Websites have become increasingly important for artists. This column provides basic information to help artists and galleries prepare for online exhibition.
Galleries and artists use digital pictures of artwork for many different reasons, including printed invitations, advertisements, website thumbnails or larger web images. A much higher resolution image is needed for printing than for web images. Artwork should be photographed as high-resolution images so smaller versions can be made later. On the web, for example, images are displayed at 72 pixels per inch, which is less than a quarter of the resolution required for printing (300 pixels per inch).
Here's a guide of recommended values for digital cameras.
|number of megapixels
||maximum print size
||maximum web image size
|less than 1
||thumbnail < 100 pixels
||4 x 6"
||150 x 200 pixels
||5 x 7"
||190 x 250 pixels
||8 x 10"
||300 x 400 pixels
|4 or more
||over 8 x 10"
||500 pixels or more
To get an idea how large an image will look on a website, right-click with the mouse on any website image, open "Properties", view the dimensions, and compare them to this chart.
Scanners take pictures of photographs using the exact dimensions of the original. If slides are being scanned, the scanner takes a picture of each slide at real size (1 x 1.5 inches). The only way to get a larger image is to scan using as high a resolution as the scanner allows. For photos, the scanner resolution should be at least 300 pixels per inch. Slides require a scanner resolution of at least 1200 and preferably 2400 or 4800.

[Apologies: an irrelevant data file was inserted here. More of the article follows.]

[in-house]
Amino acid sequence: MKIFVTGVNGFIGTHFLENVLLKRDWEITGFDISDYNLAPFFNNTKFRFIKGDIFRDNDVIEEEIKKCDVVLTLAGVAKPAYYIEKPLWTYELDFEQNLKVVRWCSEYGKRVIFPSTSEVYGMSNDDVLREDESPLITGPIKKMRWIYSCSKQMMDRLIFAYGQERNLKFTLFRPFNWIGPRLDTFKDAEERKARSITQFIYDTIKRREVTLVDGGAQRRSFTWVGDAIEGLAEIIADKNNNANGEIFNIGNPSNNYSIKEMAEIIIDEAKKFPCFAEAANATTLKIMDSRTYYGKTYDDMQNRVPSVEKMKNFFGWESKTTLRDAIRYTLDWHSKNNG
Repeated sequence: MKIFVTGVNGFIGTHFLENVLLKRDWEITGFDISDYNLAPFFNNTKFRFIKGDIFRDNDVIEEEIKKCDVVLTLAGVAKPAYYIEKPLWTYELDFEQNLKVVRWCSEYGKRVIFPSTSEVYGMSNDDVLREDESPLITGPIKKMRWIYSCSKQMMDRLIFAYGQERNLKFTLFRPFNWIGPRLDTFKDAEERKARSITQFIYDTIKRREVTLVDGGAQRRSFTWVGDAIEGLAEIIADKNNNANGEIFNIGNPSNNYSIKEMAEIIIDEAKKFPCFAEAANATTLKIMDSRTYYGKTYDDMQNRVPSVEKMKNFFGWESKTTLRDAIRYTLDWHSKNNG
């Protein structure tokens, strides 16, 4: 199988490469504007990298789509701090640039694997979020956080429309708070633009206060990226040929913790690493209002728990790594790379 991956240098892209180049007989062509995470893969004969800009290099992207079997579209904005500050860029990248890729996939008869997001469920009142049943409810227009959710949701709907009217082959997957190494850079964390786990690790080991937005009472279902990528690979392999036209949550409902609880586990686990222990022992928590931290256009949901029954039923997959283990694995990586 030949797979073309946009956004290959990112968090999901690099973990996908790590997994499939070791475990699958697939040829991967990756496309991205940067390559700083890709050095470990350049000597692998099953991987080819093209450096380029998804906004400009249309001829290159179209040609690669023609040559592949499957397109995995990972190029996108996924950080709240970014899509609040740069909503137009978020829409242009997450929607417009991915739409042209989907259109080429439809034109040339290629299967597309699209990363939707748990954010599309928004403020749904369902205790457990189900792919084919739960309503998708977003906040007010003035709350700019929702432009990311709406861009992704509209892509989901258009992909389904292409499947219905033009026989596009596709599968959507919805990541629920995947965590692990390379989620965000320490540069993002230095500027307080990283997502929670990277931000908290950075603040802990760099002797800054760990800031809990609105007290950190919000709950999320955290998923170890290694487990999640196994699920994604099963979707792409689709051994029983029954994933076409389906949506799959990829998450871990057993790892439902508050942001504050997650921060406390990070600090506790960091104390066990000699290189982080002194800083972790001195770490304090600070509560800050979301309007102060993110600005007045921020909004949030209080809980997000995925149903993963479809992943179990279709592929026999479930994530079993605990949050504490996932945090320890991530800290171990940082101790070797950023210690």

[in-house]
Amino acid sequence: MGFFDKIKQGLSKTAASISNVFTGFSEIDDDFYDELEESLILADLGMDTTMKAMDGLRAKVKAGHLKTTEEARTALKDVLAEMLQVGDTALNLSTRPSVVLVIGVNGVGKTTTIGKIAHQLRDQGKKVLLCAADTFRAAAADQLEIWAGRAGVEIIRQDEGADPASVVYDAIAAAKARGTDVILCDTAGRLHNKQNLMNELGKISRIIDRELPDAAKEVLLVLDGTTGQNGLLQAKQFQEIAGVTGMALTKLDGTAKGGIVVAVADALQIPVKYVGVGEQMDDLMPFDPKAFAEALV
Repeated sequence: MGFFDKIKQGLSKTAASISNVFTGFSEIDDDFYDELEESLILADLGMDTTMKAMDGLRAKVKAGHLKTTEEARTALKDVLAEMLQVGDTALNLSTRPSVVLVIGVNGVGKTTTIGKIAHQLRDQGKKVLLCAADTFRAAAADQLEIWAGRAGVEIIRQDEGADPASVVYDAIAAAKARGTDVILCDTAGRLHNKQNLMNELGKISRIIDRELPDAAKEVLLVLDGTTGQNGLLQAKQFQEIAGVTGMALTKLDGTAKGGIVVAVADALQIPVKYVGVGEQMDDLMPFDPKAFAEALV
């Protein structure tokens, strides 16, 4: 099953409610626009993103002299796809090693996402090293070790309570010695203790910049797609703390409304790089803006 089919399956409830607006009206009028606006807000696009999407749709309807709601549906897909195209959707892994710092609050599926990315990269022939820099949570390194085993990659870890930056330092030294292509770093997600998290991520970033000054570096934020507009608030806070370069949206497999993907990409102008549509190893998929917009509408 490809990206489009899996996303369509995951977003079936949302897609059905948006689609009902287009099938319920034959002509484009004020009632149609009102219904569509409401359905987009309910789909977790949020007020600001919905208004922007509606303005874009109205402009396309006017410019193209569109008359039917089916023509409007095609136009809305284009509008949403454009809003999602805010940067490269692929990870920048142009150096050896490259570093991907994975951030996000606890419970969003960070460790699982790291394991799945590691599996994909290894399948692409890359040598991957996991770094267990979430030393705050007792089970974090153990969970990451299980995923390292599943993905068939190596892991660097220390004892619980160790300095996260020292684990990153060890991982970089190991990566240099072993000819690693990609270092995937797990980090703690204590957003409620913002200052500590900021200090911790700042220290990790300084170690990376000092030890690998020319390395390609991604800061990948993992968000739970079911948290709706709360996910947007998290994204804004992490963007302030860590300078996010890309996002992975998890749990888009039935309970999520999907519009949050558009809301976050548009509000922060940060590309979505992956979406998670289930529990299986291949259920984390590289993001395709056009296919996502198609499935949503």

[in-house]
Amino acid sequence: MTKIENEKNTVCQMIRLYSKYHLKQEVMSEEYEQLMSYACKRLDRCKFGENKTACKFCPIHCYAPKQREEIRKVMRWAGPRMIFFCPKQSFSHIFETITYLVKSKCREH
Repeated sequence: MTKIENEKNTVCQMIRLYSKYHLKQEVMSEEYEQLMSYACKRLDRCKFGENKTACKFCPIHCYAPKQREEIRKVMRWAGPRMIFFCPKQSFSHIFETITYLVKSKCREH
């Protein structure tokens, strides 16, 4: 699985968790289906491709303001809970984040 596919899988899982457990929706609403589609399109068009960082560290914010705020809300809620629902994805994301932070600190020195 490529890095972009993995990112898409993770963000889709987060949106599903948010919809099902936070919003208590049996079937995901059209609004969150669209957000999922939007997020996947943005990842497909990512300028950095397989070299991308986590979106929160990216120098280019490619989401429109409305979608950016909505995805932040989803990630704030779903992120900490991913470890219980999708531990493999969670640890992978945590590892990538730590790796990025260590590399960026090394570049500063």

Once the image is in Photoshop, check the Image/Mode to be sure the colour is set to RGB, which is computer colour. Alternatively, images should be saved in CMYK if they are going to a printer. Files sent to clients or web designers must be less than 1 MB for simple email transfer, or transferred using CDROMs.
Under copyright law, copyright is automatically assigned to any file as soon as it is first created on a computer. For more information about authorship, file information about the author and source can be added to images in Photoshop using File/File info. For those concerned about protecting their work, consider using an object identification system such as one found at http://www.doi.org. This system adds invisible data to files that allows them to be tracked anywhere on the Internet.
A final important factor to consider is the storage size of each image. Files on websites should be less than 50kb each; in fact, an entire page of images should add up to 50kb. This means that each thumbnail file should be 10kb or less. Image sizes can be reduced in Photoshop using File/Save for Web. Set the view to "2-up" to preview the results of the compression. Move the Quality slider down until the second image is just above the threshold of fuzziness. Note the file storage sizes displayed along the bottom. If the thumbnails will be linked to larger images, a second file will need to be made for each thumbnail. Larger images that open in a separate window can be up to 50kb each.
Mia Johnson has reviewed art exhibits for Preview since 1989 and is the owner of www.kitsmedia.ca, a web design company in Vancouver, BC. She teaches Multimedia and Human Factors at Kwantlen University College.